"Raise your hand if you had breakfast this morning."
It's a poll I regularly take in my morning fitness classes. Invariably, there are attendees whose hands remain at their sides. They still haven't grasped the importance of the first meal of the day.
They'll say, "I'm just not hungry in the morning," or, "The morning is too rushed for breakfast,", or the worst one, "I'm skipping meals to lose weight."
The funny thing is, they're often the same people who complain of not being able to lose weight, of a slow metabolism, of results unrealized. Don't get me wrong--eating breakfast won't solve every weight loss woe, but it's an important part of healthy lifestyle that contributes to sustained weight management, among other benefits.
And while experts argue over whether eating breakfast affects body composition, or by what degree it impacts metabolism, research overwhelming supports that those who regularly eat breakfast demonstrate a decreased risk for obesity and heart disease, and better cognitive function. Beyond that, those who regularly eat breakfast tend to be leaner than those who don't.
According to the Johns Hopkins Bloomberg School of Public Health:
And if you're one of those who regularly skips meals, understand that restricting calories slows your metabolism--the thing you need to keep revving to burn calories. "Skipping meals increases your likelihood for metabolic syndrome, which includes decreasing your good cholesterol, increasing your blood pressure, and worst of all increasing your belly fat," says Rachel Cosgrove, renowned women's fitness expert and author.
Furthermore, randomized controlled trials have shown the metabolisms of people on starvation or crash diets slow down to conserve energy, which means their basal metabolic rate (BMR) can drop by up to about 15 percent. BMR is the amount of kilojoules (or energy) your body burns to maintain functioning at rest. This accounts for 50 to 80 per cent of your overall energy requirements.
Ok, now that you're convinced to start your day with breakfast, what should you eat? Those who say they aren't hungry in the morning can start with something small, like a piece of fruit with a scoop of nut butter, an easy-to-drink protein-fruit smoothie, yogurt or pre-made bag of granola with nuts/seeds. Heck, you could even combine your coffee with a protein shake (vanilla or chocolate) to have an all-in-one kickstart to your morning. If yours is a time issue, get up 15 minutes earlier! That, or prepare your breakfast the night before so that you can just grab and go.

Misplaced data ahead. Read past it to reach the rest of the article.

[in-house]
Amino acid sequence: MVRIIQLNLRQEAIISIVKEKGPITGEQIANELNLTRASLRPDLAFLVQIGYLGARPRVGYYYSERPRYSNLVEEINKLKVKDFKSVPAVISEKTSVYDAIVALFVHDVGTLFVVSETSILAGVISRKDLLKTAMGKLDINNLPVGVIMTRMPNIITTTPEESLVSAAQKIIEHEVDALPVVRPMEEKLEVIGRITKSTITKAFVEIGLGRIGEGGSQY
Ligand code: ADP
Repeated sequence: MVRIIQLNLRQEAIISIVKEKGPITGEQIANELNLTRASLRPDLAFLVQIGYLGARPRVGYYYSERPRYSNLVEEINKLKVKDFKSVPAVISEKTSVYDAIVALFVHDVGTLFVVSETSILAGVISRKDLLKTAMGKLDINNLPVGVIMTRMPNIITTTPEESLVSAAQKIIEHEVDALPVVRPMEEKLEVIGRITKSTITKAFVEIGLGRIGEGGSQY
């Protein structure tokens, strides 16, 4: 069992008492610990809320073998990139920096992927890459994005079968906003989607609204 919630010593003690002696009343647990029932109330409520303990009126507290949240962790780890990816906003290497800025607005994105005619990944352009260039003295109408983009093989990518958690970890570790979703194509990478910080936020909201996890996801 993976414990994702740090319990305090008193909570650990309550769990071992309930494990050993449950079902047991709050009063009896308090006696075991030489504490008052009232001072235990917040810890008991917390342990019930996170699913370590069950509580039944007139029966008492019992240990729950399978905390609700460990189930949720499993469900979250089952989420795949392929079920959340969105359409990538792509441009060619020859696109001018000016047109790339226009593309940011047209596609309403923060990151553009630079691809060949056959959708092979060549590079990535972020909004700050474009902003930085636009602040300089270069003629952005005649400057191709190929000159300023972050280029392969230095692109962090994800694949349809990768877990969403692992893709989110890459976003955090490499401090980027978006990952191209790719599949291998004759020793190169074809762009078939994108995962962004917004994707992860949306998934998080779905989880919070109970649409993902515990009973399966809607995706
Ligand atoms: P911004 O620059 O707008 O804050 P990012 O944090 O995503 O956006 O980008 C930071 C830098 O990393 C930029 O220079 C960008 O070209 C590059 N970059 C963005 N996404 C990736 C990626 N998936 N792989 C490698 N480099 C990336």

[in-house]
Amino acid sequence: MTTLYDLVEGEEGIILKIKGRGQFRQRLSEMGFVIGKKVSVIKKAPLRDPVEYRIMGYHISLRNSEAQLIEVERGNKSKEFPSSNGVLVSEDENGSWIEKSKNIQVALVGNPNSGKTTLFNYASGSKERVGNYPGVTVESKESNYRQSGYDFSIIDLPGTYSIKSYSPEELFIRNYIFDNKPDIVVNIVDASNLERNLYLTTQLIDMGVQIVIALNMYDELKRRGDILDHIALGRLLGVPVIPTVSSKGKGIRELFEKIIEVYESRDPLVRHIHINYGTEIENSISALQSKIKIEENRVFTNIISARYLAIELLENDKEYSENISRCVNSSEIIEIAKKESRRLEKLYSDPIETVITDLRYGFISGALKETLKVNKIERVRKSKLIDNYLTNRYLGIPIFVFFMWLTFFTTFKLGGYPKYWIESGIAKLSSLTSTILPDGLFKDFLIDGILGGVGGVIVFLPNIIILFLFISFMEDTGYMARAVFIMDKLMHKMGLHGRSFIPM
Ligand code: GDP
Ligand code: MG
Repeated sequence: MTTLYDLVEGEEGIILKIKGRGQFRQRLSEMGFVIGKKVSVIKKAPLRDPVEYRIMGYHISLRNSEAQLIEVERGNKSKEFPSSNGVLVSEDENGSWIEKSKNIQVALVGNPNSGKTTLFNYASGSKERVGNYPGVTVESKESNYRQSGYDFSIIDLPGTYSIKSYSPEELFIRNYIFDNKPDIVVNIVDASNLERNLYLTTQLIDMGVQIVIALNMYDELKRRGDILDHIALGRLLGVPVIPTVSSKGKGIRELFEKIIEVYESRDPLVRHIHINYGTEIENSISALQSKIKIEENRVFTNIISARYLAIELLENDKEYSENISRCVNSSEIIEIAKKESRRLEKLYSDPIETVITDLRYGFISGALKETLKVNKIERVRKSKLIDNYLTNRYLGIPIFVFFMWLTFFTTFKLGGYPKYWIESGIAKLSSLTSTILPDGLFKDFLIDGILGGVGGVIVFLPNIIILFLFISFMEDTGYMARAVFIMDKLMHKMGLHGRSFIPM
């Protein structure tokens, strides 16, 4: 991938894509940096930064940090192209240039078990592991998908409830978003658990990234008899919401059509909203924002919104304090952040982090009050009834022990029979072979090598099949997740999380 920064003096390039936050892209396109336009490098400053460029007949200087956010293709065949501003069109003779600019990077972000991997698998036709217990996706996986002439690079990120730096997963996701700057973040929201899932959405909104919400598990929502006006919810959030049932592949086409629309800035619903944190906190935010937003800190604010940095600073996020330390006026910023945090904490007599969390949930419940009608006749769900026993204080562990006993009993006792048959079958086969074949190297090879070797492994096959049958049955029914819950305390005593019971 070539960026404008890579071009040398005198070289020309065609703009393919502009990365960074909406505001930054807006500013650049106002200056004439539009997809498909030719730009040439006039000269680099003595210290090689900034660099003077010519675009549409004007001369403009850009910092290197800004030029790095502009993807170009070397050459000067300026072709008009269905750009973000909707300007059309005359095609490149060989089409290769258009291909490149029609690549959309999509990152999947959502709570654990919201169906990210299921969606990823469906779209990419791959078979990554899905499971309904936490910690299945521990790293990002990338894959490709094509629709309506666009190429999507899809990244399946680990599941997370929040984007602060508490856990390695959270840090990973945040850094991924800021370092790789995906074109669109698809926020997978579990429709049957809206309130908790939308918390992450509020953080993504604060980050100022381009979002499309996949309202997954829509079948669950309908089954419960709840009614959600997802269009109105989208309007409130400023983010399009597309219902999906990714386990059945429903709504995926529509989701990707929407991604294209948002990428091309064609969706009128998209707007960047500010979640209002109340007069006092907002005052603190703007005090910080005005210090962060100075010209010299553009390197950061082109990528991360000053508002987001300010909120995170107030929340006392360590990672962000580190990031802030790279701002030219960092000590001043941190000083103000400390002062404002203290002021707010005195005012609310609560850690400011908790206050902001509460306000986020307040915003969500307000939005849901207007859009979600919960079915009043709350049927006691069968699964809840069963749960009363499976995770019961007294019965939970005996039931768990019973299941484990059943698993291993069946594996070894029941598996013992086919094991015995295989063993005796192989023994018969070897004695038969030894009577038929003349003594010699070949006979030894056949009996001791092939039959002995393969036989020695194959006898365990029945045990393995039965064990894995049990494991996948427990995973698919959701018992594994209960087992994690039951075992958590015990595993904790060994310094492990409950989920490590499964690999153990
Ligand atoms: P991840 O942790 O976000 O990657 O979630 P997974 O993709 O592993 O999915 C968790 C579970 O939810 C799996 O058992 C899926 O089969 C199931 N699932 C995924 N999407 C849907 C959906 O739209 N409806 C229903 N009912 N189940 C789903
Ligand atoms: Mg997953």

Whenever I enter the breakfast discussion with folks, the question always comes up, "What do you eat for breakfast?" Well, I'll tell you. I'm a creature of habit, so when I find something I like, I stick with it. Each morning, within 30 minutes of rising, I eat a bowl of Nature's Path Organic Pumpkin Flax Granola with skim milk and blueberries, and one mug of Starbucks coffee with stevia, honey, cinnamon and organic plain soymilk. This has been my breakfast ritual for a few years now, and it just works for me. It's also safe to eat for my son with a peanut allergy. I don't recommend most cereals, which are laden with sugar and void of nutrients, but this one is nutrient dense with 5g of fiber, 6g of protein (not including the skim milk), 31g of whole grain and 0.7g of ALA Omega 3. This combo of rolled oats, pumpkin and flax seeds, and brown rice flour sustains me during the classes I teach, tiding me over until my late morning, post-workout recovery shake. I literally order it by the case from Amazon because it's either out of stock at the local store or is grossly overpriced.
Now, the only question that remains is, what are you having for breakfast tomorrow?
1. Alternating reverse lunges 10x/leg (from standing, step one foot back into a lunge, then step feet together again. Repeat other side.)
2. Quadruped with opposite arm/leg raises 10x/pair (on hands and knees, slowly lift and lower left arm and right leg. Repeat with right arm and left leg)
REPEAT 3-5 times!
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I am not a registered dietitian, nor a medical professional. My blog is a representation of my views and experiences, which are not intended as medical advice. While I am a certified personal trainer, descriptions of things I eat and exercises I perform may not be suitable for everyone. Please speak with a medical professional before making any changes to your current routine.